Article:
×

Banijay Rights will bring soon-to-launch Scandi-Noir crime thriller “Wisting,” based on the best-selling novels of Jørn Lier Horst, to the market at this year’s MipTV.

“Wisting” was co-created by Kathrine Valen Zeiner and director Trygve Allister Diesen, and follows homicide detective William Wisting on the most difficult case of his career, hunting down a dangerous American serial killer, all the while his journalist daughter is pursuing leads that will put her right in the killer’s path. Things really hit the fan when a skeleton from Wisting’s past arises, and the inspector becomes the inspected.

The series stars “The Matrix” and “Jessica Jones” alum Carrie-Anne Moss and long-time Norwegian film and TV star Sven Nordin.

Banijay Rights is handling international sales. It’s produced by Cinenord and Good Company Films in co-production with Viaplay and Degeto Film who have broadcast rights in Norway and Germany respectively, TV3 Norway and Ripple World Pictures. Additional support was provided by the Creative Europe – MEDIA Programme of the European Union and the Norwegian Film Institute.“Wisting” world premieres  on the Norwegian SVOD platform Viaplay on April 11.

Variety talked with Chris Stewart, commercial director, scripted, at Banijay Rights, and series producer Anni Faurbye Fernandez ahead of the French TV market.

When Scandi Noir blew up many predicted it was a bubble that would pop, yet it has proved far more resilient. In a genre that is now so well established, how will you set ‘Wisting’ apart?

Stewart: “Wisting” combines the best of Scandinavian scripted series; cinematic visuals, in-depth characters and narrative tension, then mixes it with the star talent and the finish of a U.S. series. What is particularly interesting about “Wisting” is that, due to its main characters, the narrative is authentically trans-Atlantic.  This really sets the series apart as it’s not something that has been tackled on this scale before. In addition, the way in which the English language is used in the script is entirely natural; it relates to the needs of the investigation and is not forced in any way.  Ultimately, because of this, the series has a familiarity and accessibility which we hope will open up Nordic drama to a new audience that may have previously felt uncomfortable with non-English language productions. This will, no doubt, have impact in the U.S. in particular, where key players are starting to be more accepting of non-U.S. produced content.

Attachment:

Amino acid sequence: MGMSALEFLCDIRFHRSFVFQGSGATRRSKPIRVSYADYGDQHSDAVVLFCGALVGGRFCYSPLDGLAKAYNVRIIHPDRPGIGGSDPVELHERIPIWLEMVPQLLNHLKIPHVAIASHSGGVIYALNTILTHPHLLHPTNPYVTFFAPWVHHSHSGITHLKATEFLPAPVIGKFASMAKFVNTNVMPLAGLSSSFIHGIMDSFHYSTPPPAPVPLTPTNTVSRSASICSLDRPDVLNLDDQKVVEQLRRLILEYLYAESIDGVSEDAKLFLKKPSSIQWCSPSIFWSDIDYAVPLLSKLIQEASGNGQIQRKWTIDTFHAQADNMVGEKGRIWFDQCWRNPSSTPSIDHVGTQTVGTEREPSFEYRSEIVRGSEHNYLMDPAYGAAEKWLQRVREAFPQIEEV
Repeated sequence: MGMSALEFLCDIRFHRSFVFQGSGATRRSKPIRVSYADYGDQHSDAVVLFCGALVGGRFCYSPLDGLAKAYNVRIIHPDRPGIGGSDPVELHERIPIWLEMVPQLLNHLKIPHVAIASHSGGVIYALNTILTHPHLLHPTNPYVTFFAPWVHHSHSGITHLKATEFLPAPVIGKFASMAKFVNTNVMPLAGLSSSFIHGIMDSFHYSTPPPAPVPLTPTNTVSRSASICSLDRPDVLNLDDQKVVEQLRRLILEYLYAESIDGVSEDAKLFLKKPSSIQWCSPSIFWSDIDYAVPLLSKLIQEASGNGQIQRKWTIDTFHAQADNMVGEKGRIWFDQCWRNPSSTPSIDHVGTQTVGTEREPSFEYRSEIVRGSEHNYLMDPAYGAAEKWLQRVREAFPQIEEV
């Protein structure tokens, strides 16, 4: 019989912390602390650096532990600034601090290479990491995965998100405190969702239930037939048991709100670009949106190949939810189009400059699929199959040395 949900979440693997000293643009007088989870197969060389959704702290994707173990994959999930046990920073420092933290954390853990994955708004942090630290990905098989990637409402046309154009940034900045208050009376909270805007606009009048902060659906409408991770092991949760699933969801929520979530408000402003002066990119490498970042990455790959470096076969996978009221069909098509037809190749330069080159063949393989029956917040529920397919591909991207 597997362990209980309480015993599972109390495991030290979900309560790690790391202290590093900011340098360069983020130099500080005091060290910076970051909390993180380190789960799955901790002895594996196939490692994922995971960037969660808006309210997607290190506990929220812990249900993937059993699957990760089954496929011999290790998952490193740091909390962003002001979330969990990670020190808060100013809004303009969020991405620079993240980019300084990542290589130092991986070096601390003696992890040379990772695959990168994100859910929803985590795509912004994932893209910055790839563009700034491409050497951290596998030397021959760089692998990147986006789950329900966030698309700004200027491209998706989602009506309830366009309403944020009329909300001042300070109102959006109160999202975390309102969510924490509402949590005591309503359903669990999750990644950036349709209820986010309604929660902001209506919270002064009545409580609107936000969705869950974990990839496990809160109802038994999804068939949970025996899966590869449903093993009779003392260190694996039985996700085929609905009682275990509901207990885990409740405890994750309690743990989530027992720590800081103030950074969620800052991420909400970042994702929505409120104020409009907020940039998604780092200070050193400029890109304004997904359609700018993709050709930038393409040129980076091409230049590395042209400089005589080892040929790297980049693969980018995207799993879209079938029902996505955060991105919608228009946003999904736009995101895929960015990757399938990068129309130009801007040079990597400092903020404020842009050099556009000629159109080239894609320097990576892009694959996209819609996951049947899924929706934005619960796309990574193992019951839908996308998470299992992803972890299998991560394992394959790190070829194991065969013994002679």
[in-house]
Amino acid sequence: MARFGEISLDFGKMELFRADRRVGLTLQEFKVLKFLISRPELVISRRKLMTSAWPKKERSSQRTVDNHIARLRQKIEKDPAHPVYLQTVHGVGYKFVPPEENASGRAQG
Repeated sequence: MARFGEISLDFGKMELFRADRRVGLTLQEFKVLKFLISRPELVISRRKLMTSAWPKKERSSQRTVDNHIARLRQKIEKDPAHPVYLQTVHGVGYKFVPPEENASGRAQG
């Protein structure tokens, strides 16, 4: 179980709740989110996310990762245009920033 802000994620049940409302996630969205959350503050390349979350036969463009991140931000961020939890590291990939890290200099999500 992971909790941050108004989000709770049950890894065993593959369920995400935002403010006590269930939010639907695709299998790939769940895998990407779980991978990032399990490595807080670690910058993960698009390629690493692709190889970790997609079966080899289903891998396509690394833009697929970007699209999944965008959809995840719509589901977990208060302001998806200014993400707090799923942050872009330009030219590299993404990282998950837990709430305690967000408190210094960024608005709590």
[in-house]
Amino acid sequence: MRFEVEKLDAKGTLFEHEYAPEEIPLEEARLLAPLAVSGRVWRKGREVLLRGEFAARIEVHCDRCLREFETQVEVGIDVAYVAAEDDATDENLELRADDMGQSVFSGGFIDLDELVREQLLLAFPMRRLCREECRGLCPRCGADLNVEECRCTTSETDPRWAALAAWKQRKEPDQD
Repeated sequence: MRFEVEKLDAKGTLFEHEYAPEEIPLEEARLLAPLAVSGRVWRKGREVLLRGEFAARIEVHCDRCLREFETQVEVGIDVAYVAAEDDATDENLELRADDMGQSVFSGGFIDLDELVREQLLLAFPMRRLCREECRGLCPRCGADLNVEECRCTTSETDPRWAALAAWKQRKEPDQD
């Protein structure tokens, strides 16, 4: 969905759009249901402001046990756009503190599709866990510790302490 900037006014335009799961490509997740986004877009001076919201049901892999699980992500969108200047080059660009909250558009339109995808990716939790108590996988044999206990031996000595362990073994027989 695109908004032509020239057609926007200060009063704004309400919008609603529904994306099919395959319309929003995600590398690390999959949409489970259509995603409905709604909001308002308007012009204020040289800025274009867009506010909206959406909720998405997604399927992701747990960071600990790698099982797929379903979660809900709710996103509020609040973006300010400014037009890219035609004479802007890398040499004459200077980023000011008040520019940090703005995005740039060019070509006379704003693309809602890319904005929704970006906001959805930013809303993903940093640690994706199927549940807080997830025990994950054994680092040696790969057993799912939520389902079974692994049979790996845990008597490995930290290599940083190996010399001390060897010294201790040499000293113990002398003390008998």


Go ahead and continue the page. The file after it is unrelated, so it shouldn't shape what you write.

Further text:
The series is based on a pair of novels. How closely does it match up to the source material?

Stewart: “Wisting” brings with it a level of authenticity often unseen in scripted series. And, as with all good adaptations, viewers cannot help but be caught up in the compelling storyline, a storyline that sweeps the audience along and keeps them guessing to the very end. In “Wisting” there are a multitude of questions which arise and problems that need solving.  To be kept thinking is something that audiences love, which explains why detective adaptations are such an evergreen genre.

Faurbye Fernandez: We used the plots from the novel “Hulemannen” (Caveman) in the first 5 episodes and the plot from the novel “Jakthundene” (Hunting Dogs) in episodes 6-10. The cases in both books are cold cases, so we also prepared a new storyline where a girl disappears, and this storyline is spread throughout the whole season – this, and the arrest of William Wisting, are not in either of the books.

Does the series end definitively or is there a possibility for more?

Stewart: While the two cases that are explored in the first series of “Wisting” are resolved, there is definitely scope for Wisting to tackle new cases. There are further books in the series ripe for adaptation, and the depth of characters is such that there is great potential for expanding the narrative and taking it in new directions.

The natural landscapes in Ep. 1 are stunning. Do you think there is there something visually specific about Scandinavia that lends itself to this type of series?

Faurbye Fernandez: Absolutely.  Landscapes in Scandinavia have a special cinematographic feel of Nordic Noir, with its raw and isolated nature. The contrast between the beautiful and harsh nature lends visually to criminal genres and makes it believable for the audience.  “Wisting” is set in the unique and beautiful landscape of Norway, and is shot on a cinematic scale with dramatic results.  As such the setting for the series plays as important a role as its characters, echoing the tension of the narrative.

The series is starred by two big-named actors in Sven Nordin and Carrie-Anne Moss. How did they get involved with the production?

Faurbye Fernandez: We reached out to Sven quite early as we thought he would be perfect as William Wisting. We hired Avy Kaufman to cast the FBI roles and one of her suggestions was Carrie-Anne.

Stewart: Indeed, the producers of “Wisting” put together an amazing creative team and a stellar cast featuring Sven and Carrie-Ann Moss, an onscreen powerhouse. The involvement of Sven and Carrie-Ann has elevated the production and given it star currency. We were also very fortunate in that both Sven and Carrie-Ann were so heavily invested in the production from the start.

Lazy loaded image
Trygve Indrelid/Banijay Rights